So we’ve heard a lot about carbs in the press lately and I thought I’d offer my scientifically balanced view on the subject rather than the opinion based nutritional science that is usually spouted online or in magazines.
The basic function of carbs in our body is to provide energy. I think we trap on about energy quite a bit but it is worth thinking about energy in our bodies in a more abstract way to help to understand it.
Just like all our electronic goods need energy in the form of electricity, our bodies need energy to function. Some electrical items like hairdryers, need a lot of electricity to function for short periods and some, like fridges need a small amount of constant energy.
Our bodies are the same. Our lungs, liver and other organs need a little bit of constant energy and when we exercise, our muscles, heart and lungs need a lot of energy for a short period while we exercise.
The energy that our body uses is glucose, which we get from carbohydrates in our food.
Carbs come in many different forms, from the complex starches like bread and potatoes, to the moderately complex like milk sugar, to the simplest forms like table sugar and syrup.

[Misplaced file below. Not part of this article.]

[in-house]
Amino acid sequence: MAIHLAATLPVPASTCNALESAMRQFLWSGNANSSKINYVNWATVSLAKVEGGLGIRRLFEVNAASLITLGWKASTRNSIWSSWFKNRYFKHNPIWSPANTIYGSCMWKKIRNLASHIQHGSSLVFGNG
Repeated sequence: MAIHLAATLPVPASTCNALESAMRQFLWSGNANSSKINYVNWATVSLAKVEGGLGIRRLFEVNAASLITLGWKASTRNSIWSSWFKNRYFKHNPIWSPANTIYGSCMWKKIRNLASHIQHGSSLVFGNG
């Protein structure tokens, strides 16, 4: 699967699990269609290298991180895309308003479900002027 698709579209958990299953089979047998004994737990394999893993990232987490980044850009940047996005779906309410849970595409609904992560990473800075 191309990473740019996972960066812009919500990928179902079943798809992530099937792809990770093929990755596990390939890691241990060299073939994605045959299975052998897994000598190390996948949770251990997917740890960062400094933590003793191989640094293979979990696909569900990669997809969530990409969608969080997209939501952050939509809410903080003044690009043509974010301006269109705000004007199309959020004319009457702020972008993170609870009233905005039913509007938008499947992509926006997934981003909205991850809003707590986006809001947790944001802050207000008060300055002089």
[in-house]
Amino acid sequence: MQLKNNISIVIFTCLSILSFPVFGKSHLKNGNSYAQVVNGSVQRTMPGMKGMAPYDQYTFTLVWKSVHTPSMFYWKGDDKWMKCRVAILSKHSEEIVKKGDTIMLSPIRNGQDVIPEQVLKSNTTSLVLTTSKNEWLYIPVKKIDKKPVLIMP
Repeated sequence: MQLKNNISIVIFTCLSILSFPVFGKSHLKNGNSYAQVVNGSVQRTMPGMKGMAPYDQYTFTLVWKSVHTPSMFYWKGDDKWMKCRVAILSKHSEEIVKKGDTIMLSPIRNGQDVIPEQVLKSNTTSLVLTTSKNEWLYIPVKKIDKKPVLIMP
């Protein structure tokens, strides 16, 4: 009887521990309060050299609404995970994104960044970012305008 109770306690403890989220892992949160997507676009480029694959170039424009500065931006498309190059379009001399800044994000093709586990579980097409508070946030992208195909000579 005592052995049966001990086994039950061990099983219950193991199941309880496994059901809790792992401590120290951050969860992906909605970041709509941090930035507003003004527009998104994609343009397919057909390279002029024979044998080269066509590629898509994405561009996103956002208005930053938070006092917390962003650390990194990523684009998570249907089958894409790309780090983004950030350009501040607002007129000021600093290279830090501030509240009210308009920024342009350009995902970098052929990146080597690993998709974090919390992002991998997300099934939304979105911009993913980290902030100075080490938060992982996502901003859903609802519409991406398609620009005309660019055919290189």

When we eat any form of carbohydrate our body gets to work to break it down to glucose. So remember, when you are eating a bowl of pasta, your body will turn it into sugar (biology is magic!).
As discussed, we need constant energy just for our lungs and our brains to function, and for that reason, you use significantly more energy during a 6-hour sleep than you do during a 1-hour workout. So in order for our bodies to continue to work at all times we have three ways of making sure glucose is always available.
The easiest way for our bodies to have glucose is when it is still in our bloodstream after a meal. In electrical terms, this is a relatively small supply that is sitting in the wires (i don’t know if that is possible electronically…but you get the idea).
When we eat more carbohydrate than we need at a meal (which is almost always unless you are in the habit of exercising heavily after every meal) and we have more glucose than we immediately need, we store it in our muscles and livers so that it is available later. This is a bit like a battery. Stored energy that will eventually run out.
As a last resort, if all of the glucose in the blood stream is used up and the stored energy in the batteries in your liver and muscles is used up, we turn to our biggest source of energy - body fat.